New Zealand Prime Minister Jacinda Ardern left the world in shock on Thursday, 19 January, as she announced that she would step down from her post next month, stating she no longer had "enough in the tank" to do justice to her job.
"I am human. We give as much as we can for as long as we can and then it's time. And for me, it's time," Ardern said.
Ardern has been quite the unconventional leader over the last six years – especially at a time when conservatism has been growing across the world.
Her politics "with a bit of heart" helped New Zealand get through the COVID pandemic and the Christchurch mosque shootings – one of the worst terrorist attacks the country has ever seen.
Ever since she took on the mantle in 2017 – becoming the youngest woman prime minister at age 37 – Ardern has changed perceptions about what a strong woman politician looks like, not only through her words but also through some of her actions.
The Quint takes a look at some of New Zealand's major decisions and policies that have stood out under her leadership.
Terror Attack & Gun Laws
On 15 March 2019, a lone gunman opened fire in two mosques in New Zealand's Christchurch, killing 51 people and injuring 40 others.
Less than a week after the attacks on the mosque-goers, Ardern confirmed that post a legislation, all kinds of weapons that were used in the attack would be banned.
She said that people who had already bought the guns could avail of a buyback programme, where the government would buy the guns and destroy them forever.
Ardern had also covered her head with a scarf as she mourned with the bereaved Muslim families, offering a cue to others to wear headscarves in solidarity.
'Families Package' – While Cradling Her Own Baby
In 2018, Ardern, a new mother at the time, announced a 'families package' for New Zealanders via a Facebook live, while cradling her own baby, Neve.
The $5.5 billion package was expected to boost the incomes of an estimated 385,000 families by $75 a week by the time it's fully implemented, in 2020-21.
Four years later, in 2022, she announced a cost-of-living package for families battling surging inflation, saying that 2023 would be more difficult "in many ways than this year."
Under the said package, more than half of New Zealand's families with children became eligible for subsidised childcare assistance, including single parents.
Addressing Historic Inequity in Pay
New Zealand's Parliament, in 2020, unanimously passed an Equal Pay Amendment Bill, which ensures that workers are not paid less because of their gender.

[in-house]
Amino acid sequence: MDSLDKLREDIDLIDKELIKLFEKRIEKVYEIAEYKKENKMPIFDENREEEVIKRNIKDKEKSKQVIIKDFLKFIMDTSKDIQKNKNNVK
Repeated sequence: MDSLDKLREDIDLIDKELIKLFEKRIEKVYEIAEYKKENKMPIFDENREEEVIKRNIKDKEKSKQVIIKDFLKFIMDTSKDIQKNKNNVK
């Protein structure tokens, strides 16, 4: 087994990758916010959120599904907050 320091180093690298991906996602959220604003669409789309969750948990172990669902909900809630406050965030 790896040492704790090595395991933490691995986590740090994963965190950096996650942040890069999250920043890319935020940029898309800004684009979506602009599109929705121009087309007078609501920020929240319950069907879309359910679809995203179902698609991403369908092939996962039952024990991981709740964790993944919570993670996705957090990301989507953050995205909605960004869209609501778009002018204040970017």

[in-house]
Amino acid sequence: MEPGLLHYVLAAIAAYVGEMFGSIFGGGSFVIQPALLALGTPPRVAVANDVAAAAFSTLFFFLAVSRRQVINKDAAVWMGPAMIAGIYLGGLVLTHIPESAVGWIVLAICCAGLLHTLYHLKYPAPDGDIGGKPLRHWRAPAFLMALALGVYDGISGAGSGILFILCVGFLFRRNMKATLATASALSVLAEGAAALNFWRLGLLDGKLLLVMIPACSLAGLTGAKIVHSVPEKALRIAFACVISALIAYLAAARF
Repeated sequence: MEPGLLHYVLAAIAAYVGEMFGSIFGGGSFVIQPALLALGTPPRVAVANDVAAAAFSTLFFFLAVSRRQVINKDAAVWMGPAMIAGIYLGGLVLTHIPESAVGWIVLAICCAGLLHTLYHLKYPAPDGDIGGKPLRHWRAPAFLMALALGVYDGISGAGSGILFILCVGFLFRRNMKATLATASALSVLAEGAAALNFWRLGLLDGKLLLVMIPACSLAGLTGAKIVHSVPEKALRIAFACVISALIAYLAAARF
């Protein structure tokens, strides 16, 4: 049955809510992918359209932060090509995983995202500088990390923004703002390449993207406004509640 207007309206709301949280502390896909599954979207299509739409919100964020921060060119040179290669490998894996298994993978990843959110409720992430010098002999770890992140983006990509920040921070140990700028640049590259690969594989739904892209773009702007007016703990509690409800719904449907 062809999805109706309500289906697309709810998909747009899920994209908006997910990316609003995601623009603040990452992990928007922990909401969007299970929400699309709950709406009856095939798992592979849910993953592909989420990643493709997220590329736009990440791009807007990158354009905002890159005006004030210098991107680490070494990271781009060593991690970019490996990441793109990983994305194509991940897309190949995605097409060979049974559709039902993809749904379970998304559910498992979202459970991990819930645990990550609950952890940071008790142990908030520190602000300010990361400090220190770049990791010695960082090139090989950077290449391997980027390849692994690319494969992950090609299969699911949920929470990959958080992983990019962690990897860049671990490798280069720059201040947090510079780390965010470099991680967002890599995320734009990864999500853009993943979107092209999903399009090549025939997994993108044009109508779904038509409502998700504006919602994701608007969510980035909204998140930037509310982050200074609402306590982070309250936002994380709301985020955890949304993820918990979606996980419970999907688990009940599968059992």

The legislation not only ensures that men and women are paid the same for the same work, but also allows pay equity "by ensuring women in historically underpaid female-dominated industries receive the same remuneration as men in different but equal-value work," according to Global Citizen.
"In 2017 we said we'd fix the legislation aimed at addressing historic inequities in pay for women. Today, we have. This bill delivers on our promise to create a more equitable Aotearoa by making it easier for employees to raise a pay equity claim, and by encouraging collaborative mediation before issues are escalated to the courts."Jacinda Ardern, in an Instagram post
Climate Change: A Matter of 'Life & Death'
In 2019, New Zealand passed the landmark Climate Change Response (Zero Carbon) Amendment Bill, establishing in law the country's target of net zero carbon emissions.
Two years later, Ardern referred to climate change as a matter of "life and death," and announced a new plan for the government's response to global warming – in the form of a report by the Climate Commission, an independent body set up to advise the government.
The report outlined what New Zealand must do if it wants to meet its target of achieving net zero carbon emissions by 2050.
During her tenure, Ardern also took steps towards banning new offshore oil and gas exploration, phasing out single-use plastic bags, schools and hospitals to switch to cleaner energy, and making clean cars more affordable.
Four years ago, the Jacinda Ardern government released its first 'Well-being Budget' – a budget that placed health and well-being of people at the heart of policymaking.
The country has since released four Well-being Budgets.
The budgets aimed at tackling some of the long-term challenges that the country faces – like mental health, domestic violence, child poverty, housing, as well as supporting the aspirations of the Māori and Pasifika populations in NZ.
Free Period Products for All
In 2021, New Zealand announced that all schools in the country would offer free period products in a bid to end period poverty.
"Young people should not miss out on their education because of something that is a normal part of life for half the population."Jacinda Ardern
The move aimed to address the issue of girl students sipping classes because they cannot afford period products like tampons and sanitary pads.
Walking the Pride
In 2018, Ardern became the first New Zealand Prime Minister to walk the pride parade. She was spotted dancing, taking selfies, and hugging members of the crowd – while also addressing the mental health issues faced by people from the LGBTQIA+ community.
"Ultimately this is a parade about diversity and inclusiveness. And I'm really proud of the work the team has done to make that real over the years and in our laws," Ardern told TVNZ.
"But we can't be complacent. As long as there are kids in New Zealand, if they are LGBTQI, if they have high levels of mental health issues or self harm, that tells us that we still have work to do," she added.